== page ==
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Where the rubber meets the road: building your resiliency profile

Captain D’Anthony Harris, who coordinates psychological health initiatives for the Air Force Reserve Command’s Yellow Ribbon Program, delivers a presentation on the importance of resiliency during a Yellow Ribbon event Jan. 23, 2021. Harris stressed the need to build a resiliency profile that is made up of four parts: building optimism and positive emotions, establishing a personal moral compass, practicing mental and emotional flexibility, and focusing on meaning and purpose.

Captain D’Anthony Harris, who coordinates psychological health initiatives for the Air Force Reserve Command’s Yellow Ribbon Program, delivers a presentation on the importance of resiliency during a Yellow Ribbon event Jan. 23, 2021. Harris stressed the need to build a resiliency profile that is made up of four parts: building optimism and positive emotions, establishing a personal moral compass, practicing mental and emotional flexibility, and focusing on meaning and purpose.

TINKER AIR FORCE BASE, Okla. --

During the Jan. 23-24 virtual Yellow Ribbon event, keynote speaker Capt. D’Anthony Harris delivered a speech on resiliency and how to build a four-part resiliency profile in order to equip Airmen and their families for life’s challenges.

According to Harris, who coordinates psychological health initiatives for the Air Force Reserve Command’s Yellow Ribbon Program, a profile is constitutional to what governs you in good and bad times and it is a vital tool to develop.

“It is not enough to just have a sentiment of resiliency,” said Harris. “The hallmark of the Yellow Ribbon program is adding to your resiliency profile so that when things emerge in your life, you’re able to respond effectively.”

Harris likened the point at which things become truly challenging to when an automobile’s tires hit pavement.

“When the rubber meets the road, our sense of resiliency will be tested,” said Harris. “Not everyone will respond to adversity the same way due to differing life experiences, support systems and spirituality. Many of our service members have walked away from relationships, lost hope and optimism or chose to give up serving altogether.”

Senior Master Sgt. Nate McReynolds, a first sergeant with the 301st Fighter Wing at Naval Air Station Joint Reserve Base Fort Worth, Texas, attended the briefing and said he gained insight from Harris’ words.

McReynolds, who has experienced multiple layoffs in his civilian employment, loss of family members as well as starting and then closing down a small business, said he can attest to the importance of a resiliency profile.

“If I count all the misfortune, I could go on and on,” McReynolds said. “I probably have every reason to stop and call it a day. In fact I had a lot of bad days. But I learned from each experience and when I hit the next one, I knew I could get through it because of past experience.”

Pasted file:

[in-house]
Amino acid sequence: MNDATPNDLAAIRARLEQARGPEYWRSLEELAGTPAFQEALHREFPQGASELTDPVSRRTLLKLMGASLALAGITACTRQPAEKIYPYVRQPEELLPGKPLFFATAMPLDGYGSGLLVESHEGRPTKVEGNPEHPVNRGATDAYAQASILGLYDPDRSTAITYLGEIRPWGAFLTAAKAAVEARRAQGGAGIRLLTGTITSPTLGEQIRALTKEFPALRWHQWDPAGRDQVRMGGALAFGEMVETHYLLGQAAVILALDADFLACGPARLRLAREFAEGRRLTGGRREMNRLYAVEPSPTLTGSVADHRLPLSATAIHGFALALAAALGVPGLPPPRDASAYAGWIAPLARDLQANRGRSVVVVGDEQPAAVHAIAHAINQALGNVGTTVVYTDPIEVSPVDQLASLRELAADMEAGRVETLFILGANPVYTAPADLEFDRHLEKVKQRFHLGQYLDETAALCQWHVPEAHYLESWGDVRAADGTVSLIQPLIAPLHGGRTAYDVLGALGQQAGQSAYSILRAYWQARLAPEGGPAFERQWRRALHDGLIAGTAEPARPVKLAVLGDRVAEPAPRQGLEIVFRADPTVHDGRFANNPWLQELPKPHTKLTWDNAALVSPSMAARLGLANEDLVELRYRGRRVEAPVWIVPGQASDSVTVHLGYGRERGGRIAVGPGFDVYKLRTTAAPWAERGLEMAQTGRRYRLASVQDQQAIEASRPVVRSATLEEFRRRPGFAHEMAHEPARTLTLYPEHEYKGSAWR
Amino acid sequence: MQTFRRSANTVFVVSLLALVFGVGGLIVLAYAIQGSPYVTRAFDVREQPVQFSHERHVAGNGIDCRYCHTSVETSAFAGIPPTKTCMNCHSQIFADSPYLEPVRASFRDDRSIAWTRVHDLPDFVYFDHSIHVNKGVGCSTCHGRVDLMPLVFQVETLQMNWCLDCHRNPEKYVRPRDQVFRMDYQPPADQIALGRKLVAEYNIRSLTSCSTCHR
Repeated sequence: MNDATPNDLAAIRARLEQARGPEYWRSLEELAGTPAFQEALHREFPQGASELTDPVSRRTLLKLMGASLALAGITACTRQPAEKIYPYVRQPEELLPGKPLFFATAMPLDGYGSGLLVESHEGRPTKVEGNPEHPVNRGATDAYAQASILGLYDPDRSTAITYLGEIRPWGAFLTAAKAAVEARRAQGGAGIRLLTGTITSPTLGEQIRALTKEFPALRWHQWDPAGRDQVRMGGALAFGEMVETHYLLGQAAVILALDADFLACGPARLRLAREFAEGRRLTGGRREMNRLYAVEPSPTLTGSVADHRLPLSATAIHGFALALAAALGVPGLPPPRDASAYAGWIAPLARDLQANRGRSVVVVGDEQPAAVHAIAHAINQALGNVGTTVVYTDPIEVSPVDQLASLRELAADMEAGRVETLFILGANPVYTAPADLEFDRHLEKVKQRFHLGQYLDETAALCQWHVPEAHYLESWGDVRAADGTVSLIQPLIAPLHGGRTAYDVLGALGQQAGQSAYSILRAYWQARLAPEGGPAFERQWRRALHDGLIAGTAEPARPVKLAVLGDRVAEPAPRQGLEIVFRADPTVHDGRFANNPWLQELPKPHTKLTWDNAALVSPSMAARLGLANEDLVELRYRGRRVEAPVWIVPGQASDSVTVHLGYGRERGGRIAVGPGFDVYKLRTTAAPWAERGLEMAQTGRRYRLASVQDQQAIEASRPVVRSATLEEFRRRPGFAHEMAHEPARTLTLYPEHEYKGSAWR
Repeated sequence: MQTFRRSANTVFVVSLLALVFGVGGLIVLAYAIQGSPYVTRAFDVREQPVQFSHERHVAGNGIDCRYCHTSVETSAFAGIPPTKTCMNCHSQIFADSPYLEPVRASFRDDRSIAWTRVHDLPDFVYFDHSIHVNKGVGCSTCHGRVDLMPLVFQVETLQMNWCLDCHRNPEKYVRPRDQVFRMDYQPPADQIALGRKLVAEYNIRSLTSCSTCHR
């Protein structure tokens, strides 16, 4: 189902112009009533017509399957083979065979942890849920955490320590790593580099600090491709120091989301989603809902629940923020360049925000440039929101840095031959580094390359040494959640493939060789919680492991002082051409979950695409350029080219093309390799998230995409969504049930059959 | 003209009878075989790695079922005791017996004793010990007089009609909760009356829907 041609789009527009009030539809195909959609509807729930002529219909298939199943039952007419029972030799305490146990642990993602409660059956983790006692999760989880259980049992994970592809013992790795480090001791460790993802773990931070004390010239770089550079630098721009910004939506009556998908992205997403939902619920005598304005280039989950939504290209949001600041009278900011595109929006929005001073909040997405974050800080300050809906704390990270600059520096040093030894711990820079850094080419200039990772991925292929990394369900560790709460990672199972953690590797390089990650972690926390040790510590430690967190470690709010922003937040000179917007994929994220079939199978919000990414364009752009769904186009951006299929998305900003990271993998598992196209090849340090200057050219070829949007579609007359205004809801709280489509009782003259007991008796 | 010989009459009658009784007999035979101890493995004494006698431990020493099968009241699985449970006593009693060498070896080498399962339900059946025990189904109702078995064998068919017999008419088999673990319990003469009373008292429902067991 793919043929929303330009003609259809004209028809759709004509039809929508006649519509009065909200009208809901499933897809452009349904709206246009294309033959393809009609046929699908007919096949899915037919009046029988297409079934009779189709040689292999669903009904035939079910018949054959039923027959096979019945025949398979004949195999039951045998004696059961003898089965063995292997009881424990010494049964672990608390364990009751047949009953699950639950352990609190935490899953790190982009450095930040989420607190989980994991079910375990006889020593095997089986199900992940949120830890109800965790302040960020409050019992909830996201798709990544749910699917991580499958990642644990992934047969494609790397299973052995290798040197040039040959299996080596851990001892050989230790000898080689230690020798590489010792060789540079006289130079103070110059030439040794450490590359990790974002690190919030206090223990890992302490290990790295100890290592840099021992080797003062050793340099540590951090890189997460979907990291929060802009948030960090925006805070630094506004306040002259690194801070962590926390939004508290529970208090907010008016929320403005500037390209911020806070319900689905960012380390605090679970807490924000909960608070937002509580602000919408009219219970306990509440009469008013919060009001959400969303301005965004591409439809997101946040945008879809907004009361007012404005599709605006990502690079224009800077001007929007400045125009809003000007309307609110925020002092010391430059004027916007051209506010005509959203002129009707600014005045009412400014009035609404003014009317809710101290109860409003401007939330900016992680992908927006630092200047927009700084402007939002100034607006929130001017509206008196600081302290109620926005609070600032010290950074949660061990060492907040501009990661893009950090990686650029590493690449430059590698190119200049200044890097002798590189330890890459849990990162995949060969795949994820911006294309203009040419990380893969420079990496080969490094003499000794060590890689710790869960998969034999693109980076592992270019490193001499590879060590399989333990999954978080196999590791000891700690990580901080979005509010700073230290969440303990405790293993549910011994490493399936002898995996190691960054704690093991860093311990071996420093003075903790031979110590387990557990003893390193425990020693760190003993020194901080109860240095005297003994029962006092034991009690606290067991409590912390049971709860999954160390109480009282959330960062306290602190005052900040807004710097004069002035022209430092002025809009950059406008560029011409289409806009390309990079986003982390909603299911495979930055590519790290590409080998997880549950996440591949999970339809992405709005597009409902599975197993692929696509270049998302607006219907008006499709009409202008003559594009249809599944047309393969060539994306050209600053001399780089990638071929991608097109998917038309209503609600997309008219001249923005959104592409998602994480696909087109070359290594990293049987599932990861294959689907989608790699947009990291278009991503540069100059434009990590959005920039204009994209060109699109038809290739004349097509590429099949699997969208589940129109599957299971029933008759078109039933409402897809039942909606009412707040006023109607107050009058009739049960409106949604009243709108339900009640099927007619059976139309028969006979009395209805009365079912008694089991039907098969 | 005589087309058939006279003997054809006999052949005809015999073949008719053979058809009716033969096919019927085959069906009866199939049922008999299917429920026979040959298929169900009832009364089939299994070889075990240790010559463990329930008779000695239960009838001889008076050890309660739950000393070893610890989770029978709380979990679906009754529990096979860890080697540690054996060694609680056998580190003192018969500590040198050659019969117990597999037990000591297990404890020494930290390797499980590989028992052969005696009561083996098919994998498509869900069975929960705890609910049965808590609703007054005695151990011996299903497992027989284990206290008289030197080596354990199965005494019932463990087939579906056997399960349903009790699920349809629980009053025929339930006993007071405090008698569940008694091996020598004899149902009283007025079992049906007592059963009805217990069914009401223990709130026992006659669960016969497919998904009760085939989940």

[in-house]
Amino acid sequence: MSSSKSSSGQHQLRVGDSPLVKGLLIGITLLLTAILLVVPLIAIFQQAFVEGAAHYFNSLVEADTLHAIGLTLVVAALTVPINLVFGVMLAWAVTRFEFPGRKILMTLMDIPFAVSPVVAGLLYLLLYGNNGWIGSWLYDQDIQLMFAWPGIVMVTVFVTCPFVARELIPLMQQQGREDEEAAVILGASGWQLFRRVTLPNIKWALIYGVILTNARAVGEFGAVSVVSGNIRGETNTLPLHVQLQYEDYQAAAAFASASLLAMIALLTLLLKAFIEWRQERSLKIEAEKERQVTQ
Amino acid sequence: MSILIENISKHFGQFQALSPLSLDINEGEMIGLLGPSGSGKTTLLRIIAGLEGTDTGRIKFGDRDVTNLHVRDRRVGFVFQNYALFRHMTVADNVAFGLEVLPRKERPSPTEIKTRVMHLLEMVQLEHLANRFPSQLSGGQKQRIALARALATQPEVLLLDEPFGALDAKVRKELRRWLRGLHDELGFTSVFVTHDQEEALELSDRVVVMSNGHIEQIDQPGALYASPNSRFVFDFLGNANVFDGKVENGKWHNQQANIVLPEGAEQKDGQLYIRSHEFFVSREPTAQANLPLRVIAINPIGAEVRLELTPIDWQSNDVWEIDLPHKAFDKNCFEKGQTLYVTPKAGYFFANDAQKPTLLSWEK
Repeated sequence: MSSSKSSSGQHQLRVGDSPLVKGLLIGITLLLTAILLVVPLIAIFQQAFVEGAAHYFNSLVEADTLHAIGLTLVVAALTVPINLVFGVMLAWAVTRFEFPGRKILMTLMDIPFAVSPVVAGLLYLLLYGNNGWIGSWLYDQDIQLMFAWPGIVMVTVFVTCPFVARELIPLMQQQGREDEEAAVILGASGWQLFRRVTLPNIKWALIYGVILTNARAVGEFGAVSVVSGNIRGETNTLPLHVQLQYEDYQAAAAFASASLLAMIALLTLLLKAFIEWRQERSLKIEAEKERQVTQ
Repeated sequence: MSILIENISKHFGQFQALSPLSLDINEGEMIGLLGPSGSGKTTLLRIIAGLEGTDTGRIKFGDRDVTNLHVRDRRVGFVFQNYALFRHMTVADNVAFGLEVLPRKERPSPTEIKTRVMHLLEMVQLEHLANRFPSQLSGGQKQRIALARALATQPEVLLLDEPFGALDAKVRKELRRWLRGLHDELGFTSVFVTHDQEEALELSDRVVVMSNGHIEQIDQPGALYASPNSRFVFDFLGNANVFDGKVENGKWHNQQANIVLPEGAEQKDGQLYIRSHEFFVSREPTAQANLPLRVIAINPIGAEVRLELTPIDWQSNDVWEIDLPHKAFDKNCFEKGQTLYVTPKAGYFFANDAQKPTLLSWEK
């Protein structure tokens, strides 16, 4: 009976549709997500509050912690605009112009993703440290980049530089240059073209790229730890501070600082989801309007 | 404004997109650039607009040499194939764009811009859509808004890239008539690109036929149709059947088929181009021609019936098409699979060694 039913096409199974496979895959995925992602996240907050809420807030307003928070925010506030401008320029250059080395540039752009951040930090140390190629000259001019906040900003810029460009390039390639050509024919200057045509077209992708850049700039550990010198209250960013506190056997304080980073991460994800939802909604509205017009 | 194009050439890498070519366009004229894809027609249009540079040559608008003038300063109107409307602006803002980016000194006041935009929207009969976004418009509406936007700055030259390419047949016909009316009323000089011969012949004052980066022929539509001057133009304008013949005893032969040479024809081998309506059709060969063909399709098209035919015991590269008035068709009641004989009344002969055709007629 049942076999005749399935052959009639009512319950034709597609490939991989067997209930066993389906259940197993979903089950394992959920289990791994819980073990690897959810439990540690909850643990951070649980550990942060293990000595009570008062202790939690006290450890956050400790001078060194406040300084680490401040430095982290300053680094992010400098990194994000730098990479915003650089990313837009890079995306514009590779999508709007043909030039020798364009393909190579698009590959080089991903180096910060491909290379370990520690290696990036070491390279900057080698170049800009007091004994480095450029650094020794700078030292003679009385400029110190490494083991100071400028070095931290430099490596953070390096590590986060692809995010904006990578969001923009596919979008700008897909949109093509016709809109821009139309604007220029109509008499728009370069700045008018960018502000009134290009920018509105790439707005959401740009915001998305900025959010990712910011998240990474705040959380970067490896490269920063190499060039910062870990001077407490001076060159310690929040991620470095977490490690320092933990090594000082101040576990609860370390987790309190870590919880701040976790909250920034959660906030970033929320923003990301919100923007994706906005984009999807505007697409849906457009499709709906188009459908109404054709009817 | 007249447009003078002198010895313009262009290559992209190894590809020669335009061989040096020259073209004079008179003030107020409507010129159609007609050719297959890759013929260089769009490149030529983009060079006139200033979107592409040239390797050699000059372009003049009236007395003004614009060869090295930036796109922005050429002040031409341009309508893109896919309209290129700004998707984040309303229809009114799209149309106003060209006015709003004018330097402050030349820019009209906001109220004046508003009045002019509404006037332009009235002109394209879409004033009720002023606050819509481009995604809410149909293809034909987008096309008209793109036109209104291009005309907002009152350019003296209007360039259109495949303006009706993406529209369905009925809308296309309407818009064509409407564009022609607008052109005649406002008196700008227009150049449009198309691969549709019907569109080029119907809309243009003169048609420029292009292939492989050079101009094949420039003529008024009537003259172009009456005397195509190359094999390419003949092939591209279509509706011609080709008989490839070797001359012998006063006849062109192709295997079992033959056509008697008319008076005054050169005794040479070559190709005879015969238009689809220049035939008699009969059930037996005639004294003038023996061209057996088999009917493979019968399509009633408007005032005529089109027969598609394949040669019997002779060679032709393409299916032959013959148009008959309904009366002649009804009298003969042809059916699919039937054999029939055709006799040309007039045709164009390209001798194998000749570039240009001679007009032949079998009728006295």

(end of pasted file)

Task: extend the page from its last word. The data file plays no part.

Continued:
According to Harris, a solid resiliency profile is made up of four parts: building optimism and positive emotions, establishing a personal moral compass, practicing mental and emotional flexibility, and focusing on meaning and purpose.

Building optimism and positive emotions

Positive psychology builds optimism by deciding to focus on what is right the person or the situation, not about what’s wrong with the person or the situation.

“Those were hard times during my career, but the positives in my life were when my wife and I brought home our children in 2007 and 2011, my civilian and military promotions and when I became a first sergeant,” McReynolds said.

Establishing a personal moral compass

Solid morals and values inspire people to keep pushing through the hard times. Establishing values is just as important as communicating those values to others in order to establish boundaries.

“Identify six people who are important to you,” said Harris. “Think of the values they embody, and challenge yourself to adopt those values in your own life.”

Practicing mental and emotional flexibility

Accept that some factors cannot be controlled, such as particular circumstances, perceived misfortunes or origins in life. People can only control how they respond to adversity and are able to choose what happens next.

“We are not defined from the deflating moments in our lives,” said Harris, who has personal experience overcoming adversity. For a time, he lost the desire to serve altogether after a senior leader advised him to pull his commissioning application package, saying he would never be selected.

“I felt that I had given so much,” said Harris. “It was tough to hear that someone thought my qualifications weren’t good enough. As much as I had talked resiliency, I had not created a solid resiliency profile for myself.”

He said he realized his profile was not updated or extensive enough, leading him to discover new possibilities and ultimately Harris gained his commission.

Focusing on meaning and purpose

Don’t focus on the past because the challenges of the past have paved the way to the present. Look inward and ask what is necessary to make today successful.

“I use my experiences to relate to my members,” said McReynolds. “I have had a lot of bad days, but I have had a lot of great moments that completely overwhelm the negative.”

Airmen should self-inspect their profiles regularly and use all available resources and helping agencies such as the chaplain, military and family life counselors, the Airman and Family Readiness center and first sergeants and supervisors and wingmen.

“Remember to care about those who are struggling alongside you,” said Harris. “Keep building your profile up, so that when the rubber meets the proverbial road in your life, you’ll be ready.”

The mission of the Yellow Ribbon Program is to connect Reserve Airmen and their loved ones with information and resources that will help them before, during and after deployments.